Check out this list of frequently ask questions gathered from the farming community around the web!
We contract for hemp, kenaf, and flax.
To get the process started, just reach out to us. We’ll get to know each other, and if it’s a good fit, we’ll offer you a contract. It’s that simple.
Yes. Depending on the region, we have farmers that grow hemp and kenaf in the summer and grow flax in the winter. Tell us where you farm, and we’ll tell you how we fit in your rotation.
It depends on the number of available acres, but we try to keep our farmers within 100 miles of our nearest plant.
Both. As long as the acres per farm allow for a contract, we will contract with any professional farmers.
It is completely legal as of December 20, 2018!
In Kentucky, Tennessee, and the Carolina’s, traditional crop rotations utilize corn, soybean, and tobacco. Currently, hemp has been filling the void created by the decline of tobacco. It is a spring-planted crop and naturally fits into the space tobacco is leaving behind.
Growing industrial hemp is much less labor intensive than tobacco. It’s also a great way to manage the land and fight perennial weed pressure; we’ve seen it manage Johnson grass, pigweed, and ragweed in pastures at our farms in western Kentucky. Farmers can even use their old tobacco farms as a place to dry store the harvested hemp bales
There’s no need for extreme fertilization or soil amendment processes and tilling is equally low maintenance; with the option to pursue vertical tilling, minimal tilling, or even no tilling. Once the soil preparation process is complete, a basic broadcast spreader, cultipacker, or even a modern-day air drill can be used to spread the seeds.
The classic sickle bar mower is the best way to cut the stalks for retting. Over the last three years of growing hemp in Kentucky, disk mowers have been proven ineffective for cutting industrial hemp. When attempting to cut the industrial hemp stalks with those mowers, the strong green hemp fibers wrap around anything that is twisting and turning, locking up the equipment and causing hours of downtime for equipment cleanout.
If bast fibers (hemp, kenaf, flax, bamboo, etc.) are to be used in textiles and other high-quality applications, the fibers have to be separated from the stalk. Retting is a microbial process that breaks down the chemical bonds holding the stem together and allows separation of the fibers from the core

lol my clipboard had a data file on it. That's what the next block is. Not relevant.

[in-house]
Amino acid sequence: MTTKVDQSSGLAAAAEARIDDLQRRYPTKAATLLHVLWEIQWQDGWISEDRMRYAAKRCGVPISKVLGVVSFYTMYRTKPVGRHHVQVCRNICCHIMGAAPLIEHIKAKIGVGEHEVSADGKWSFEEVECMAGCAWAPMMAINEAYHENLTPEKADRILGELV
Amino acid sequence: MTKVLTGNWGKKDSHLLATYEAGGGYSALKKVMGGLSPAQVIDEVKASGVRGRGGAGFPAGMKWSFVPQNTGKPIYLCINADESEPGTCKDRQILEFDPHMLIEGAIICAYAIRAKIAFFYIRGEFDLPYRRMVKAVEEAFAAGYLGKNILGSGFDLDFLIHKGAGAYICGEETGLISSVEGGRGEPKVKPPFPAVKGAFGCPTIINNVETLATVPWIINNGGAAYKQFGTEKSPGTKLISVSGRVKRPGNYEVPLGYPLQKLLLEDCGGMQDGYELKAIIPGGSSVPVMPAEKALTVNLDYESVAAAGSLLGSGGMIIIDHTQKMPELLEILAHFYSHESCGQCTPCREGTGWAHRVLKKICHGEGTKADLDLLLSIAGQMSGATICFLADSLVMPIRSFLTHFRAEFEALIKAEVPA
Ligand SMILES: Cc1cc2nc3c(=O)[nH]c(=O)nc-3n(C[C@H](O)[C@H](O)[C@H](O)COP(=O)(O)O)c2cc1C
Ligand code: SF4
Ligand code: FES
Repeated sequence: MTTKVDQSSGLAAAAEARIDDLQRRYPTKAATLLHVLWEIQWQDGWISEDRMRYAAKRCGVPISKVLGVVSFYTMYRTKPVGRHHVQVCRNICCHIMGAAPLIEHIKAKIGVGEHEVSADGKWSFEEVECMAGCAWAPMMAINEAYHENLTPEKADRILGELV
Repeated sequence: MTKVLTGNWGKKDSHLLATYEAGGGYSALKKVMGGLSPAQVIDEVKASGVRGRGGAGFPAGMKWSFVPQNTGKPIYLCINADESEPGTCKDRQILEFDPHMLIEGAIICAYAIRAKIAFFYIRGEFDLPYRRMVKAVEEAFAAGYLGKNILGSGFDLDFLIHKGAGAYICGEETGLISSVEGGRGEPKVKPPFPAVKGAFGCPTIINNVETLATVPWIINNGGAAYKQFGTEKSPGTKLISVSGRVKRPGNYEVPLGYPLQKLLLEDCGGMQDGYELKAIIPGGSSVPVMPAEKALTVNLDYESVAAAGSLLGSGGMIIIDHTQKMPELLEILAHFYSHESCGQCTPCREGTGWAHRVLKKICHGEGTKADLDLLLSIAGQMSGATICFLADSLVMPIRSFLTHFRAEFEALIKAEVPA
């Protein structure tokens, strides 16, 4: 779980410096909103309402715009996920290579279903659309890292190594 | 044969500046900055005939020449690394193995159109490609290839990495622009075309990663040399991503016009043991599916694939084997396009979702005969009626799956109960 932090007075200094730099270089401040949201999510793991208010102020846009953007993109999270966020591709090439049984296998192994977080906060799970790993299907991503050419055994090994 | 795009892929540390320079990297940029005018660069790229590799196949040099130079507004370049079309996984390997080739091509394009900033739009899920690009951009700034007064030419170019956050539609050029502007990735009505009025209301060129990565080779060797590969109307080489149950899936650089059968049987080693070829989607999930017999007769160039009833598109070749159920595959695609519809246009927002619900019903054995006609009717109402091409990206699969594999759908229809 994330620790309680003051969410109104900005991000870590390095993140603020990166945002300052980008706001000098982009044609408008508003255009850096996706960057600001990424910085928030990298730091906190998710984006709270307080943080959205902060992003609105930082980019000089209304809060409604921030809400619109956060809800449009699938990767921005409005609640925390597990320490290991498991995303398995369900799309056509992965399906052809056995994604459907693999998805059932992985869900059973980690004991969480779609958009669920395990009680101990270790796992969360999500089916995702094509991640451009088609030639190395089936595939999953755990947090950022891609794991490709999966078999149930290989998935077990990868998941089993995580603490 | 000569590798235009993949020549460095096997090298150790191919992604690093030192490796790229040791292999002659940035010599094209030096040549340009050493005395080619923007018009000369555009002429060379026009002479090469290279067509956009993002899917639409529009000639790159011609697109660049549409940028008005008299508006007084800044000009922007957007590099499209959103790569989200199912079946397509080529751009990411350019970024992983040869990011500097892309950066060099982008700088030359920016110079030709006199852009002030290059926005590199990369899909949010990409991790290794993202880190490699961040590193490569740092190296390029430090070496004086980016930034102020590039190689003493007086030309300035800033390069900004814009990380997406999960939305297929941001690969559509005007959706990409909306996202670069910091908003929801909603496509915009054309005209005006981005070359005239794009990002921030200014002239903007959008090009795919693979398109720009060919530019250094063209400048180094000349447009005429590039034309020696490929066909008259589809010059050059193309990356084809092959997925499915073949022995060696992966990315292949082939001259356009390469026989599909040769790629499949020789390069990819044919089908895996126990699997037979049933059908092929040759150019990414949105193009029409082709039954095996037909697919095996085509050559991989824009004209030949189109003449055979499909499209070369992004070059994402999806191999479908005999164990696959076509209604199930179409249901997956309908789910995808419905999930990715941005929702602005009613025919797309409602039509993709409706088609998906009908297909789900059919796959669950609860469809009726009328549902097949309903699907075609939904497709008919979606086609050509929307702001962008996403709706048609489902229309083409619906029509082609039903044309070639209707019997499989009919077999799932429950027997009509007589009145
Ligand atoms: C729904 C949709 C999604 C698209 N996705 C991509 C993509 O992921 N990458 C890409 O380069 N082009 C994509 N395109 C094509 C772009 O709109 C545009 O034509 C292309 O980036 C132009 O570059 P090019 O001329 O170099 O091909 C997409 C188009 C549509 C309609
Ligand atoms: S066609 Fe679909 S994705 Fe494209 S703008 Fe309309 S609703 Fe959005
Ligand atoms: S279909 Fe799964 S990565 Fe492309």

Each farm really has its own niche; both crops have their uses and can be prosperous. Over the past few years, we have found that growing industrial hemp for CBD is typically a much higher maintenance process than industrial hemp grown for fiber. You have to pay careful attention to CBD focused industrial hemp through each specific phase of the crop’s lifecycle, which includes the planting and harvesting processes.
For industrial hemp grown for fiber, the process is carried out much like a typical hay crop practice which has a more commercial farming element to it. Fiber focused hemp can also be scheduled a little more effectively than CBD crops in traditional crop rotations. There is also a smaller window for harvesting CBD hemp because you are trying to obtain high-end yields for CBD.
This is a tricky one. The answer is yes, but with stipulations. One, growing for CBD is a little different than growing for fiber. We have farmers that grow dual purpose plants, but we and most CBD processers don’t prefer these crops. Neither party sees the yields that they expected and generally, the farmer does not have the incentive to do it again. There are also the farmers that grow for CBD on the same farm where they grow for hemp fiber. Sometimes, the cross-pollination will push the THC level to an illegal level and the crop will need to be burned. The short answer: we advise against growing for both industrial hemp and CBD.
It depends on the state. Generally, the limit is 0.3%, but you should check with your state’s Ag Department before growing industrial hemp.
Once we have a contract, we will provide you with our proprietary seed. We really try to keep it simple.
Not really, your typical large round or square bales are fine.